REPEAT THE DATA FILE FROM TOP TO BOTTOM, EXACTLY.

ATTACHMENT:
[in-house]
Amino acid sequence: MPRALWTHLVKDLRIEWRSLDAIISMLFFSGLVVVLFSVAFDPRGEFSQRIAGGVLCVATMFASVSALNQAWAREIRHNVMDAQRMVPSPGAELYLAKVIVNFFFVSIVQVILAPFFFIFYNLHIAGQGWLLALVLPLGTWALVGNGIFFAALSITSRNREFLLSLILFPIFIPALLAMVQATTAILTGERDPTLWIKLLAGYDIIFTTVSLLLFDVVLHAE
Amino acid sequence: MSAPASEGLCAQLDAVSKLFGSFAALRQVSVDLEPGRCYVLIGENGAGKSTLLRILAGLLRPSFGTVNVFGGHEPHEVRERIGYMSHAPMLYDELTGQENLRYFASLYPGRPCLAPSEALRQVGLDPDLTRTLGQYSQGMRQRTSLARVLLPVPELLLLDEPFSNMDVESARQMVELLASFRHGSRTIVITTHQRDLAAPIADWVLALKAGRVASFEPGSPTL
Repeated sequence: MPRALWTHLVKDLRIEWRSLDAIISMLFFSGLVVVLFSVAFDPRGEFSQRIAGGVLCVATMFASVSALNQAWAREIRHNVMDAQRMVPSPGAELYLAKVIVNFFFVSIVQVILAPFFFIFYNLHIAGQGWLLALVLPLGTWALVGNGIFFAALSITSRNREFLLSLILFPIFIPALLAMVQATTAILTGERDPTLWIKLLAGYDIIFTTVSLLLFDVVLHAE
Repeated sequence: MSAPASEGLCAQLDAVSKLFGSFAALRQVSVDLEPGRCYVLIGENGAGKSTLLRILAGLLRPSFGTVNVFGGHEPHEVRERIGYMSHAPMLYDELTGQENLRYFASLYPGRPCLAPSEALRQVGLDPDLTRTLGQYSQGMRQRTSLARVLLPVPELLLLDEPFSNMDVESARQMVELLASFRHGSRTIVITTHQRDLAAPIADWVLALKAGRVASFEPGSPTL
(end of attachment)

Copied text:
[in-house]
Amino acid sequence: MPRALWTHLVKDLRIEWRSLDAIISMLFFSGLVVVLFSVAFDPRGEFSQRIAGGVLCVATMFASVSALNQAWAREIRHNVMDAQRMVPSPGAELYLAKVIVNFFFVSIVQVILAPFFFIFYNLHIAGQGWLLALVLPLGTWALVGNGIFFAALSITSRNREFLLSLILFPIFIPALLAMVQATTAILTGERDPTLWIKLLAGYDIIFTTVSLLLFDVVLHAE
Amino acid sequence: MSAPASEGLCAQLDAVSKLFGSFAALRQVSVDLEPGRCYVLIGENGAGKSTLLRILAGLLRPSFGTVNVFGGHEPHEVRERIGYMSHAPMLYDELTGQENLRYFASLYPGRPCLAPSEALRQVGLDPDLTRTLGQYSQGMRQRTSLARVLLPVPELLLLDEPFSNMDVESARQMVELLASFRHGSRTIVITTHQRDLAAPIADWVLALKAGRVASFEPGSPTL
Repeated sequence: MPRALWTHLVKDLRIEWRSLDAIISMLFFSGLVVVLFSVAFDPRGEFSQRIAGGVLCVATMFASVSALNQAWAREIRHNVMDAQRMVPSPGAELYLAKVIVNFFFVSIVQVILAPFFFIFYNLHIAGQGWLLALVLPLGTWALVGNGIFFAALSITSRNREFLLSLILFPIFIPALLAMVQATTAILTGERDPTLWIKLLAGYDIIFTTVSLLLFDVVLHAE
Repeated sequence: MSAPASEGLCAQLDAVSKLFGSFAALRQVSVDLEPGRCYVLIGENGAGKSTLLRILAGLLRPSFGTVNVFGGHEPHEVRERIGYMSHAPMLYDELTGQENLRYFASLYPGRPCLAPSEALRQVGLDPDLTRTLGQYSQGMRQRTSLARVLLPVPELLLLDEPFSNMDVESARQMVELLASFRHGSRTIVITTHQRDLAAPIADWVLALKAGRVASFEPGSPTL